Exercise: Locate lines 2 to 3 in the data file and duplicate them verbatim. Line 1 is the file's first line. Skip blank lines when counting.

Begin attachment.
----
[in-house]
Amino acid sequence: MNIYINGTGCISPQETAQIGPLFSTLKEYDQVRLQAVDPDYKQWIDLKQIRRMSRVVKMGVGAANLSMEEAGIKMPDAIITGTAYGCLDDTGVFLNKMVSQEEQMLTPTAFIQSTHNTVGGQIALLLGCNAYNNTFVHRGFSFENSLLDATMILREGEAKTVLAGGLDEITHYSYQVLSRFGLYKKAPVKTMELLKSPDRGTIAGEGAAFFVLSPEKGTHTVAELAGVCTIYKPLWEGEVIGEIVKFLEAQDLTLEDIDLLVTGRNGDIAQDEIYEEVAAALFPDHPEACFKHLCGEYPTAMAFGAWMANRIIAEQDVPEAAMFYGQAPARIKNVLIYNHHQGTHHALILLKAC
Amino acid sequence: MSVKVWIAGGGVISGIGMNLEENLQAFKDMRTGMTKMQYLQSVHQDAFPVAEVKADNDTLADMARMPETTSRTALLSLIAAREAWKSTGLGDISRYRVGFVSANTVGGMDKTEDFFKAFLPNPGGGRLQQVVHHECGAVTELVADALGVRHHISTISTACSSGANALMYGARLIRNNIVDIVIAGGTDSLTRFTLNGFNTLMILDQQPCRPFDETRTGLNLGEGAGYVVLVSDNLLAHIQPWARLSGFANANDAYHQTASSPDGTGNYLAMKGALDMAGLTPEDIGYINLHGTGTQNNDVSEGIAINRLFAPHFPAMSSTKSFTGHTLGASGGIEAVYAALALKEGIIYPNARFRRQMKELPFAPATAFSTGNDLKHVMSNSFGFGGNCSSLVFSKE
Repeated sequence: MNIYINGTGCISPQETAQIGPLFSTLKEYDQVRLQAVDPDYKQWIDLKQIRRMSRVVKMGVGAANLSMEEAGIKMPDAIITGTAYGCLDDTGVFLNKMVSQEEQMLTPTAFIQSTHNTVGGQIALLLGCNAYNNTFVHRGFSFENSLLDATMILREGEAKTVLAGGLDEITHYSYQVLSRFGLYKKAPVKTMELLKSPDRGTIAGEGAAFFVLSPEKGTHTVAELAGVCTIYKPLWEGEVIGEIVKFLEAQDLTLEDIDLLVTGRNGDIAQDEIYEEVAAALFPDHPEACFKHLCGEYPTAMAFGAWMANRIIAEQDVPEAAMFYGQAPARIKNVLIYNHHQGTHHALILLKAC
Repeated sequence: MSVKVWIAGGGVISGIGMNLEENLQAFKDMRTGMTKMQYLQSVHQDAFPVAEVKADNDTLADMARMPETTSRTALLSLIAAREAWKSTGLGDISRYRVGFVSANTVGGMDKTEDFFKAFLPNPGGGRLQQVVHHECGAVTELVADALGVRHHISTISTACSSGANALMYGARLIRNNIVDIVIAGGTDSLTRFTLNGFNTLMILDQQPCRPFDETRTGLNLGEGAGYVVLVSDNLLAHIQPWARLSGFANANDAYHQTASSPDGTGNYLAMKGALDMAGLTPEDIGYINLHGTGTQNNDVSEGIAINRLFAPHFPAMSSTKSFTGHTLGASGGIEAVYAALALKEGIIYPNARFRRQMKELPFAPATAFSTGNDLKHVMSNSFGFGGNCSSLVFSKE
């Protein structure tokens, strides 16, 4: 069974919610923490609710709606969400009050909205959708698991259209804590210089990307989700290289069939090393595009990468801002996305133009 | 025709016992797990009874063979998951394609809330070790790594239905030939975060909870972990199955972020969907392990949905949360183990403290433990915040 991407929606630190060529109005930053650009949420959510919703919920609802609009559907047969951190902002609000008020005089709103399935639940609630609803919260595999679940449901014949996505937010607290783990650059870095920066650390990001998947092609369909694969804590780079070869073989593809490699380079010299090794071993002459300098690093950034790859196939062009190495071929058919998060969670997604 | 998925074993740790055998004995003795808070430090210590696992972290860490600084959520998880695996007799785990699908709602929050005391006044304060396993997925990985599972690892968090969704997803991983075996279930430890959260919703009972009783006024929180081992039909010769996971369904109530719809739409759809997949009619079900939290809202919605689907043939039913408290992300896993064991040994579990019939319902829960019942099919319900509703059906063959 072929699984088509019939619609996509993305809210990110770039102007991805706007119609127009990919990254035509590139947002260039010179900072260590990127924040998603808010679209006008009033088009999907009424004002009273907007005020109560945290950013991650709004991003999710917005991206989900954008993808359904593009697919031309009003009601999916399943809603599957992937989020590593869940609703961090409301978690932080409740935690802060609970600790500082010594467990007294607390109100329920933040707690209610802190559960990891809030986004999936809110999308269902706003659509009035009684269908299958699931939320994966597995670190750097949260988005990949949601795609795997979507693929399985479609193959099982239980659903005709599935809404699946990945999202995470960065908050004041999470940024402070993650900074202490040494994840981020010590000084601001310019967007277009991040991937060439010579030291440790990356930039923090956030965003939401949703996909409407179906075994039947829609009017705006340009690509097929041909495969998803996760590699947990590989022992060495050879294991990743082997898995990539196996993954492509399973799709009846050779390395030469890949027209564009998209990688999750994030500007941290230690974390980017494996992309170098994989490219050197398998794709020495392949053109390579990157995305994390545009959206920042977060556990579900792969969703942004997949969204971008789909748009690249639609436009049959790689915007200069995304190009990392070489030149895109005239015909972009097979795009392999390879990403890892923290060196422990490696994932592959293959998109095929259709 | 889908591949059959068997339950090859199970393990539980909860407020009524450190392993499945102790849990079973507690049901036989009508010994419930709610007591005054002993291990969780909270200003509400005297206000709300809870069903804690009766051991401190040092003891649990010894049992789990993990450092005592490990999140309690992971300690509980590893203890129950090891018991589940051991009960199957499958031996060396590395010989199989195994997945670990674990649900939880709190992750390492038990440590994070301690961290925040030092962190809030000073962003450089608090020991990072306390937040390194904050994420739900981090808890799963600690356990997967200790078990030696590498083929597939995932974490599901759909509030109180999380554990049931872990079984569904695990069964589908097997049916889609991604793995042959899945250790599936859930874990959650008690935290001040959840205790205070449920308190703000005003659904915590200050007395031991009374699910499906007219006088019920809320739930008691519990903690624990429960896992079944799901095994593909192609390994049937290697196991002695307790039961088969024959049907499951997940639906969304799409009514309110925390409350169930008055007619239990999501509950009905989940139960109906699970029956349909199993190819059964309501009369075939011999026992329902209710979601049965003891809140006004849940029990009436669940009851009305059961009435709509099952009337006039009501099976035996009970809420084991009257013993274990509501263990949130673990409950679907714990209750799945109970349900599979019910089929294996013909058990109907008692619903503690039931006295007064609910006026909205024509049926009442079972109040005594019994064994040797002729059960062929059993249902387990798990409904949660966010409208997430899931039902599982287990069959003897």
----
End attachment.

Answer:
Amino acid sequence: MNIYINGTGCISPQETAQIGPLFSTLKEYDQVRLQAVDPDYKQWIDLKQIRRMSRVVKMGVGAANLSMEEAGIKMPDAIITGTAYGCLDDTGVFLNKMVSQEEQMLTPTAFIQSTHNTVGGQIALLLGCNAYNNTFVHRGFSFENSLLDATMILREGEAKTVLAGGLDEITHYSYQVLSRFGLYKKAPVKTMELLKSPDRGTIAGEGAAFFVLSPEKGTHTVAELAGVCTIYKPLWEGEVIGEIVKFLEAQDLTLEDIDLLVTGRNGDIAQDEIYEEVAAALFPDHPEACFKHLCGEYPTAMAFGAWMANRIIAEQDVPEAAMFYGQAPARIKNVLIYNHHQGTHHALILLKAC
Amino acid sequence: MSVKVWIAGGGVISGIGMNLEENLQAFKDMRTGMTKMQYLQSVHQDAFPVAEVKADNDTLADMARMPETTSRTALLSLIAAREAWKSTGLGDISRYRVGFVSANTVGGMDKTEDFFKAFLPNPGGGRLQQVVHHECGAVTELVADALGVRHHISTISTACSSGANALMYGARLIRNNIVDIVIAGGTDSLTRFTLNGFNTLMILDQQPCRPFDETRTGLNLGEGAGYVVLVSDNLLAHIQPWARLSGFANANDAYHQTASSPDGTGNYLAMKGALDMAGLTPEDIGYINLHGTGTQNNDVSEGIAINRLFAPHFPAMSSTKSFTGHTLGASGGIEAVYAALALKEGIIYPNARFRRQMKELPFAPATAFSTGNDLKHVMSNSFGFGGNCSSLVFSKE